If the supreme court broke the rule of four, where would you go to sue them in order to get an injunction to make them not break it?

For those who don't know, the rule of four is the rule that requires only 4 members of the supreme court to grant certiori/review of a case.

  • Rule of 4 is unwritten from what I understand. Typically who voted to hear something is not published unless a judge issued a dissent.
    – Viktor
    Feb 8, 2016 at 23:40
  • There is no higher judicial authority than the Supreme Court. You could ask them to reconsider, or you could try to get Congress and the President to pass a new law. You can't force them to abide by a rule that the court itself made up.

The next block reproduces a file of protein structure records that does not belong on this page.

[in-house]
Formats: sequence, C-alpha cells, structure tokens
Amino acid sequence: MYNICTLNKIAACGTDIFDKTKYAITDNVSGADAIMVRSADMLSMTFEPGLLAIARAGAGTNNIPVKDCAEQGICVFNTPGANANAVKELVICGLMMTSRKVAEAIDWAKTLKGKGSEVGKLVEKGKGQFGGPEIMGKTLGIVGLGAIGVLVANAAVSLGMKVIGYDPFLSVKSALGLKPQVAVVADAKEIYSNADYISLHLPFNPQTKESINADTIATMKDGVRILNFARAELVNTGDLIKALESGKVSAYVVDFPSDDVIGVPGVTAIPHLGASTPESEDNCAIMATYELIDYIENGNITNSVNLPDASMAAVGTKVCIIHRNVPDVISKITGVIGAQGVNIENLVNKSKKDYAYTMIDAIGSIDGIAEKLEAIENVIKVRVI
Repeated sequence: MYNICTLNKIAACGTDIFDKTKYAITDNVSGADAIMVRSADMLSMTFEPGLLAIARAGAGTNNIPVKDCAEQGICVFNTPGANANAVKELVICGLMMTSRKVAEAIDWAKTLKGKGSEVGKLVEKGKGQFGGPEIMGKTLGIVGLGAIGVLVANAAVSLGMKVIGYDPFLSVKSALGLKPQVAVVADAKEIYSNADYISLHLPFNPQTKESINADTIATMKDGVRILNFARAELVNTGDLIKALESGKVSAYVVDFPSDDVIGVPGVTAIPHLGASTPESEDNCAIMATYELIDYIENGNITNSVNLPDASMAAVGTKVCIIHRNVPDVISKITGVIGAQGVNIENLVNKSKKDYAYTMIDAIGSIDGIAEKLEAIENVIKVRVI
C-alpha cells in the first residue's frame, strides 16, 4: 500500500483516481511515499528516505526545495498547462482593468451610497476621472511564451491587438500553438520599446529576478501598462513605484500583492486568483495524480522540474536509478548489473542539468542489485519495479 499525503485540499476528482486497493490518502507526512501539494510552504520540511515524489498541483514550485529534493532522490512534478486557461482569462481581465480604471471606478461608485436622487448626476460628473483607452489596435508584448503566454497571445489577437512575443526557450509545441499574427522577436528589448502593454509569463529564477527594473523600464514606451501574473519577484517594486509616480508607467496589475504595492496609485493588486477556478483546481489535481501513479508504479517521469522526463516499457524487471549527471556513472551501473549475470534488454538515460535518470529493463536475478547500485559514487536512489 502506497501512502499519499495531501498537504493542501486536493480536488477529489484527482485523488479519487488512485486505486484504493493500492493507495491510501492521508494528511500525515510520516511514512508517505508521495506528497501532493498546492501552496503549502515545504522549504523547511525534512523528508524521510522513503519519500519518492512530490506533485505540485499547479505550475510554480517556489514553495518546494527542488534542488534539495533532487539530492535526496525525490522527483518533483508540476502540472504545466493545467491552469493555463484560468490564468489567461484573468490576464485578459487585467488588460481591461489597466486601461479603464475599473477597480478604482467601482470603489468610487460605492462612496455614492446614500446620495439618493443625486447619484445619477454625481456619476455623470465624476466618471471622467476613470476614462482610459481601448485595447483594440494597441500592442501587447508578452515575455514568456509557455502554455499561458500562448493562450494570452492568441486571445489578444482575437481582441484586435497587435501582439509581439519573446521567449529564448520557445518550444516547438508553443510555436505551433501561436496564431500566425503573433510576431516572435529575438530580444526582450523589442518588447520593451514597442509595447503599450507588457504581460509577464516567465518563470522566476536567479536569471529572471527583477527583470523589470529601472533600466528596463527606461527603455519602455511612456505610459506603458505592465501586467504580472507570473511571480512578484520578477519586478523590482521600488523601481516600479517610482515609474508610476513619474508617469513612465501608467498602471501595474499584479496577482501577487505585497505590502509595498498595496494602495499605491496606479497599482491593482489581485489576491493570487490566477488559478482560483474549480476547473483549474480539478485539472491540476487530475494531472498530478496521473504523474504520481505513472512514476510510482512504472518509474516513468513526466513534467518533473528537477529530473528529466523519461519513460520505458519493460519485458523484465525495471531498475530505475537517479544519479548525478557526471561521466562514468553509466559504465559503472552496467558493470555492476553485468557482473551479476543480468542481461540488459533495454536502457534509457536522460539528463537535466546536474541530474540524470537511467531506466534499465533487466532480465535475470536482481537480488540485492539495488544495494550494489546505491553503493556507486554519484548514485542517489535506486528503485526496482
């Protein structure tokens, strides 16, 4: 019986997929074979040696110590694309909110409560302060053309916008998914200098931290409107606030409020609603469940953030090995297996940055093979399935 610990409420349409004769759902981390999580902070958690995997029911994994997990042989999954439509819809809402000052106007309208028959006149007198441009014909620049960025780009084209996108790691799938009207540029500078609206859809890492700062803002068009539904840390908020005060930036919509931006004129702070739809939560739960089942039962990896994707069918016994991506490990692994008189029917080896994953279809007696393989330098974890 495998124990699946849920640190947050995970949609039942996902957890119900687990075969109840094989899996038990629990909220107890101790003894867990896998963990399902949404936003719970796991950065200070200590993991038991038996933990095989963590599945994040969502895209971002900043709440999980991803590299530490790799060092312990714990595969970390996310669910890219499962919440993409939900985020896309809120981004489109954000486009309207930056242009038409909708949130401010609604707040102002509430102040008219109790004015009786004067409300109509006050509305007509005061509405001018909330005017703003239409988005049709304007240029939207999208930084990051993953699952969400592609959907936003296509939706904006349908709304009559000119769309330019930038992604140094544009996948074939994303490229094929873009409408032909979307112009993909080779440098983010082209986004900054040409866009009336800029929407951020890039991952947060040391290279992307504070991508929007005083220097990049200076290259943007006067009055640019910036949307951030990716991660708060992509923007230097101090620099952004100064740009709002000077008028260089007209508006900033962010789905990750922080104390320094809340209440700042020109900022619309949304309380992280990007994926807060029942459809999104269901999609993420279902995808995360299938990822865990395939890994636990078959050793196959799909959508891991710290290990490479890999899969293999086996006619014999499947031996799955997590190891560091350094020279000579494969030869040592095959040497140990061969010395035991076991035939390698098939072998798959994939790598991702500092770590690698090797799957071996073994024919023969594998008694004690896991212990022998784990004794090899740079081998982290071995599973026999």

– phoog
    Feb 9, 2016 at 15:54

1 Answer 1


The petitioners in the case could file either a motion or a petition for a an extraordinary writ of mandamus, for example, both of which are allowed by the court rules, on seeing four dissents from the denial of certiorari. The rule of four is custom, but it is such longstanding custom that the Supreme Court might well hear your motion or your case--although then Supreme Court procedure would be what they care about, which is a really hard position from which to argue that the case below should be reversed.

Note, btw, that the rule of four isn't as effective as it used to be because of the cert pool.

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